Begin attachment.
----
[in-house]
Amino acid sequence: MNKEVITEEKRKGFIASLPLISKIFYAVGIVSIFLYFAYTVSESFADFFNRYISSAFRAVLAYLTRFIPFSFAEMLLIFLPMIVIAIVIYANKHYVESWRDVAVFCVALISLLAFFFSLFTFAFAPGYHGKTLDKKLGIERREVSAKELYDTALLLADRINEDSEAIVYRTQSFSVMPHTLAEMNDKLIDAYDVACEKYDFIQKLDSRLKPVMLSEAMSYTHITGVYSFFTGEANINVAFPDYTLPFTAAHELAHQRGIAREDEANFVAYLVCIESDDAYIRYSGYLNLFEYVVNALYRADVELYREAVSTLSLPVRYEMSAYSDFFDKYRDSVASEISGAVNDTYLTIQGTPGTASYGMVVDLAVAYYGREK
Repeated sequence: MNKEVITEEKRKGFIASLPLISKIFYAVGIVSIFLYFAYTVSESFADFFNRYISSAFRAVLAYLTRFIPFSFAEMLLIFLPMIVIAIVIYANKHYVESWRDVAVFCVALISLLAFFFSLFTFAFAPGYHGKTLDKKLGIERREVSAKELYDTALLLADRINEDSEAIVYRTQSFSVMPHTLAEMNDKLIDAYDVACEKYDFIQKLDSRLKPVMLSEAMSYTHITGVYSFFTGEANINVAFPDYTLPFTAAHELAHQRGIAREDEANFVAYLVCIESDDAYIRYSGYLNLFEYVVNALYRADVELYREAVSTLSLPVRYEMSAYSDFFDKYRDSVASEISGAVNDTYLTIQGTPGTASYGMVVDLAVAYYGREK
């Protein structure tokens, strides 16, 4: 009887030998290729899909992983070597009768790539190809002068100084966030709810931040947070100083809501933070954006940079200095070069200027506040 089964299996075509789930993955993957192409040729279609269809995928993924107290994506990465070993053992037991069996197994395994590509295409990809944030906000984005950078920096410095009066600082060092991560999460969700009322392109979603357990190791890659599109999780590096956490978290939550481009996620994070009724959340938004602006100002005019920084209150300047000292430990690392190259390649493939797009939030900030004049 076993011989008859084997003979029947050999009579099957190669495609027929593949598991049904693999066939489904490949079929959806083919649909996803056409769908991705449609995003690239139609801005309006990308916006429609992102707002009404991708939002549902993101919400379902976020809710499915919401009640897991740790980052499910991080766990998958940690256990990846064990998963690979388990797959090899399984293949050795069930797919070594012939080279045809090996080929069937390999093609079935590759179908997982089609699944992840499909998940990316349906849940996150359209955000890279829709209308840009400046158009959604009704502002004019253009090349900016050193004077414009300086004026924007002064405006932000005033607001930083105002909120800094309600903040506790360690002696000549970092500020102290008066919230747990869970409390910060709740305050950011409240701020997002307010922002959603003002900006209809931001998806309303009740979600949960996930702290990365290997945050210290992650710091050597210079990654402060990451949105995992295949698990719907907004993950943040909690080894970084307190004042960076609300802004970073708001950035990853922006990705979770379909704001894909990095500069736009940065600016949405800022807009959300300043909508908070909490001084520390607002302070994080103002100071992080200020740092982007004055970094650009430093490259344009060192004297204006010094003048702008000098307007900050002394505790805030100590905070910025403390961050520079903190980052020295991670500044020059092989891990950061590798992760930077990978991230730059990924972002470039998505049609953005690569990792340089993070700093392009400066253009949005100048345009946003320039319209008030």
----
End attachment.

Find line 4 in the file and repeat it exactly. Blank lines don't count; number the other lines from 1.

């Protein structure tokens, strides 16, 4: 009887030998290729899909992983070597009768790539190809002068100084966030709810931040947070100083809501933070954006940079200095070069200027506040 089964299996075509789930993955993957192409040729279609269809995928993924107290994506990465070993053992037991069996197994395994590509295409990809944030906000984005950078920096410095009066600082060092991560999460969700009322392109979603357990190791890659599109999780590096956490978290939550481009996620994070009724959340938004602006100002005019920084209150300047000292430990690392190259390649493939797009939030900030004049 076993011989008859084997003979029947050999009579099957190669495609027929593949598991049904693999066939489904490949079929959806083919649909996803056409769908991705449609995003690239139609801005309006990308916006429609992102707002009404991708939002549902993101919400379902976020809710499915919401009640897991740790980052499910991080766990998958940690256990990846064990998963690979388990797959090899399984293949050795069930797919070594012939080279045809090996080929069937390999093609079935590759179908997982089609699944992840499909998940990316349906849940996150359209955000890279829709209308840009400046158009959604009704502002004019253009090349900016050193004077414009300086004026924007002064405006932000005033607001930083105002909120800094309600903040506790360690002696000549970092500020102290008066919230747990869970409390910060709740305050950011409240701020997002307010922002959603003002900006209809931001998806309303009740979600949960996930702290990365290997945050210290992650710091050597210079990654402060990451949105995992295949698990719907907004993950943040909690080894970084307190004042960076609300802004970073708001950035990853922006990705979770379909704001894909990095500069736009940065600016949405800022807009959300300043909508908070909490001084520390607002302070994080103002100071992080200020740092982007004055970094650009430093490259344009060192004297204006010094003048702008000098307007900050002394505790805030100590905070910025403390961050520079903190980052020295991670500044020059092989891990950061590798992760930077990978991230730059990924972002470039998505049609953005690569990792340089993070700093392009400066253009949005100048345009946003320039319209008030």